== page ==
Prospecting 101 For Commercial Real Estate Professionals

One common thread links the newest commercial real estate sales or finance professional to the most seasoned commercial real estate veteran.

The need to acquire new clients and maintain existing relationships. Without clients, you don’t have a business, so prospecting is the lifeblood of any brokerage firm. And the most effective way to turn prospects into clients is to pick up the phone and have a conversation with them.

You enter the business cycle by going to the market to find prospects with whom to do business.

Once you have found a prospect, you analyze their needs, make a presentation, and win the right to represent them. Of course, winning the business isn’t enough, since you also need to fulfill the assignment and close the deal.

All these steps are important, but many commercial real estate sales and finance professionals place their emphasis on the win and fulfill stages. To keep your brokerage pipeline healthy, you need to always keep re-entering the cycle by finding new prospects. This keeps all three buckets in your sales prospecting continuum full.

Building a Prospect List:

Before you pick up the phone, develop a solid strategy based on two essential elements: determining who your prospect is and what you are going to say. You can have the best list in the market, but if you cannot clearly articulate the purpose of your call and the value to your audience, your great list is worthless.

Alternately, you can have a silver tongue and deliver consistently, but if your calling list is outdated and not validated, you are not any better off than the broker in the first situation.

Two popular research sources for company information are Hoover’s and LexisNexis. Hoover’s “First Research” product provides good insight and suggested questions for key decision makers. For more direct research, leveraging an online assistant such as Elance or Guru allows you to delegate your research activities.

The next step is to determine whom to call. When building your prospecting database, try to only include the most qualified prospects.

Formulating Your Presentation:

Once you’ve identified your prospects, research what would interest them. This last step is often forgotten. Determining a prospect’s issues gives you a good reason to call and move the relationship forward. Learning about them, their companies, and their real estate needs can help you to have a more pointed conversation that is more likely to lead to a face-to-face meeting.

Making the Call:

Once you have finished preparing, generate a call list so you can sit down and do your prospecting in one block of time. As you go through your call list and contact your prospects, remember the reason that you are calling — to get the prospect to sit down with you.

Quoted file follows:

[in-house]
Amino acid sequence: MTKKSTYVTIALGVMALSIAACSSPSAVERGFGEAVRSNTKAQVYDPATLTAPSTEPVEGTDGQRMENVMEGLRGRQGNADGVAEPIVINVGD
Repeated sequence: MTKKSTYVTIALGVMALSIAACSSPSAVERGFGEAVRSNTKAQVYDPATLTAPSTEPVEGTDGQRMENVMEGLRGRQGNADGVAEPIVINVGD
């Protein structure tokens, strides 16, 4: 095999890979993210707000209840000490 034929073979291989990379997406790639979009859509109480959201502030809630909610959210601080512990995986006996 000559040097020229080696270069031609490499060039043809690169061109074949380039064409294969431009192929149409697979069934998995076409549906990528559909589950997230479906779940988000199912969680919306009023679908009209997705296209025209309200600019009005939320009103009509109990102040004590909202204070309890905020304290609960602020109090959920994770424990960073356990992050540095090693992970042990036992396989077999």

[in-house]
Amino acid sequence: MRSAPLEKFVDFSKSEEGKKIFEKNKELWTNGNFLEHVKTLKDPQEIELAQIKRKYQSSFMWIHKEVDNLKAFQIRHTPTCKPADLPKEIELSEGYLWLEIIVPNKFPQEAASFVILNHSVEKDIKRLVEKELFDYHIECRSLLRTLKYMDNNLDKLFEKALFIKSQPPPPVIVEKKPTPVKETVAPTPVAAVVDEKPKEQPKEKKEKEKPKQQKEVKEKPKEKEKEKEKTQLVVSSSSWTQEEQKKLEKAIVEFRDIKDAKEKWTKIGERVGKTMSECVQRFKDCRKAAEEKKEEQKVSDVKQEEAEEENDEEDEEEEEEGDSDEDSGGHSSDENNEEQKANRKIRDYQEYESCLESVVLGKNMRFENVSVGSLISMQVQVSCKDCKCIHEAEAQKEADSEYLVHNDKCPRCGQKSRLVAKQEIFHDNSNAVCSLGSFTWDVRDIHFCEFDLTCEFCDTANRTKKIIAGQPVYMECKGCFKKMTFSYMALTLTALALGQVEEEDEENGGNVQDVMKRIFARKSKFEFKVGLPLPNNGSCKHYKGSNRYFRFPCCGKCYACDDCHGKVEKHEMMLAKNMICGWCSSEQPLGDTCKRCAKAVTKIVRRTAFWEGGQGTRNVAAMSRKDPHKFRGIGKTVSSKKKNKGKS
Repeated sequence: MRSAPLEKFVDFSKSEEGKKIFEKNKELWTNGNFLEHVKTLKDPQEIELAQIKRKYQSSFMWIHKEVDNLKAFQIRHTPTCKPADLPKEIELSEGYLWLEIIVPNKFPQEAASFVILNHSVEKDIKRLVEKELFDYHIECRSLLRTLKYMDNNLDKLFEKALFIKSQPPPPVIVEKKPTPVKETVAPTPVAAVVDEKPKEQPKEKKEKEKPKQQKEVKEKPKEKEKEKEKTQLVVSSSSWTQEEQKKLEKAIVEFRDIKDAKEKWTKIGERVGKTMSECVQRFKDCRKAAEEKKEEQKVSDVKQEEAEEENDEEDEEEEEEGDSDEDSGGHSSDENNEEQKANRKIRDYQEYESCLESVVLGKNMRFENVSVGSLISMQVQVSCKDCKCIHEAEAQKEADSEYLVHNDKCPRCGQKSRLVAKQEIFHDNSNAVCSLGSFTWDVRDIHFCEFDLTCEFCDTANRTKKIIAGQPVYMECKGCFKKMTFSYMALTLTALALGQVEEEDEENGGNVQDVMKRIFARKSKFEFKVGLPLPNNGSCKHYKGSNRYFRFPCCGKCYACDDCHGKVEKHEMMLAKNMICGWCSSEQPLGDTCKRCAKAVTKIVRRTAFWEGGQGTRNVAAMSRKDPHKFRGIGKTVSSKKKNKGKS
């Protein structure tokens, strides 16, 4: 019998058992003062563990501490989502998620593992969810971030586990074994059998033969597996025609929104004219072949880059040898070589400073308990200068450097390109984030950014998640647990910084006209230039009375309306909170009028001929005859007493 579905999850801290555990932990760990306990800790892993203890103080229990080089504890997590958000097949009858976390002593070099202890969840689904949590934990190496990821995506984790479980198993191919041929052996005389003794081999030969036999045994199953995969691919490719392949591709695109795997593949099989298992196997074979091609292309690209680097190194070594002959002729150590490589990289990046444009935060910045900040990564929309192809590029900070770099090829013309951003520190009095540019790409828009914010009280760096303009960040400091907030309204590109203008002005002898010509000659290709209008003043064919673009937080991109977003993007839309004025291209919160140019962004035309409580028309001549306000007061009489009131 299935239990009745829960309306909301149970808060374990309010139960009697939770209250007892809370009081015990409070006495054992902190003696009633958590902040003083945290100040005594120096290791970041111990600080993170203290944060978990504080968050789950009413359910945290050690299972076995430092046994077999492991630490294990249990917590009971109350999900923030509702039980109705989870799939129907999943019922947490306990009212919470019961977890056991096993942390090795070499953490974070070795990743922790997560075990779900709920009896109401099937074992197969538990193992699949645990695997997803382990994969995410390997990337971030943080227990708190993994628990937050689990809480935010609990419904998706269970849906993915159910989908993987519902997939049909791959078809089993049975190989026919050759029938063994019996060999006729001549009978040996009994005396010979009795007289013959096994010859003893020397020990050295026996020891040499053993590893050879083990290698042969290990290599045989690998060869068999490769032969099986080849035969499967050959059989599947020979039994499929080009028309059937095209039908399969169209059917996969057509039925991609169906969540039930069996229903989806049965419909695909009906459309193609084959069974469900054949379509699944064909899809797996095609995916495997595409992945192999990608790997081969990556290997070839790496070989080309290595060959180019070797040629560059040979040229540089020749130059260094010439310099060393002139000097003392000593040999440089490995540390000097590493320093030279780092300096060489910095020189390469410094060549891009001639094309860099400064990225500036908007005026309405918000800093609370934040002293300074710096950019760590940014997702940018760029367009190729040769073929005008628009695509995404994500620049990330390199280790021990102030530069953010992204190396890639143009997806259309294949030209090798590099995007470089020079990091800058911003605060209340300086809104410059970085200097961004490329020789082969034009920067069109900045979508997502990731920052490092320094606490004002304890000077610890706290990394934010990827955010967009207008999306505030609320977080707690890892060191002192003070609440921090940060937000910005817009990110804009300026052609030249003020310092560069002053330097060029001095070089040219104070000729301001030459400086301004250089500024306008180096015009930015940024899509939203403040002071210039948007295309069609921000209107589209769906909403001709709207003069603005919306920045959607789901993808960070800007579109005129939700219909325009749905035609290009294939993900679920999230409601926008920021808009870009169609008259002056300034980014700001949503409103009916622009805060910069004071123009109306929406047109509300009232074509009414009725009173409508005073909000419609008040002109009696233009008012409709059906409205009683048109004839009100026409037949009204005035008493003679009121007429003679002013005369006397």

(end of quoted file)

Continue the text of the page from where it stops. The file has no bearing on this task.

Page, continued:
If the client says yes, book the meeting and end the call as quickly as possible. Send a confirmation via email and, if the meeting is more than one week out, send additional information between your call and the appointment that adds value. For example, if you are meeting to discuss a lease, send a client testimonial regarding a lease you just renewed or a tenant you successfully relocated.

When the prospect says no, try to find an area of interest that you can use to book a meeting. Remember the cardinal rule of WIFM. Use your research to address possible business issues the prospect is facing, or share what their competitors are doing in the market. Also, if the prospect is rude or hurried, consider that you may have called at a bad time. In that case, call back in one to three months.

When the client asks you to send information, consider offering to send it as long as they agree to have another conversation with you to discuss it. You can send the information without such a commitment, but inevitably you will end up chasing the prospect for weeks if not months.

If the prospect isn’t interested in meeting with you, find out why. If the timing isn’t right for them, attempt to get a sense of a better time to call. This is also an excellent opportunity for you to re-examine the value proposition that you’re presenting on the phone. If it’s not compelling, you probably will get a lot of uninterested responses. Sharpen your pitch and call them back in one to three months.

Commercial Loan Programs

Commercial Loan Programs

Winston Rowe and Associates has almost 200 capital sources nationwide. This enables us to provide a full spectrum of options to clients that traditional banks and many lenders can-not.

Capital Deployment:

  • $1,000,000. – $50,000,000.
  • 48 Contiguous US States Only
  • SBA, Hard Money, Bridge, Portfolio, CMBS, Conventional, Private Capital, Preferred Equity, Mezzanine and Private Equity.

Loan to Value Criteria:

  • Refinance 70% – 80%
  • Purchase 70% – 80%
  • Cash Out Refinance 70% – 80%

Documentation Criteria:

  • Full and Limited
  • No FICO or Low FICO Score
  • Asset Value Only
  • Income Approach / Cash Flow Only

Basic Underwriting / Due Diligence Criteria:

  • Personal Financial Statement
  • Purchase Agreement
  • Three Bureau Credit Report
  • Use of Proceeds for Cash Out
  • Valid Government Issued Photo ID
  • Completed and Signed Transaction Summary Questionnaire from Winston Rowe & Associates
  • Populated Supporting Document Due Diligence List. Pursuant to the specific transaction type.

Commercial Property Types:

  • Our capital sources will consider vacant and occupied commercial properties.
  • All commercial property types considered.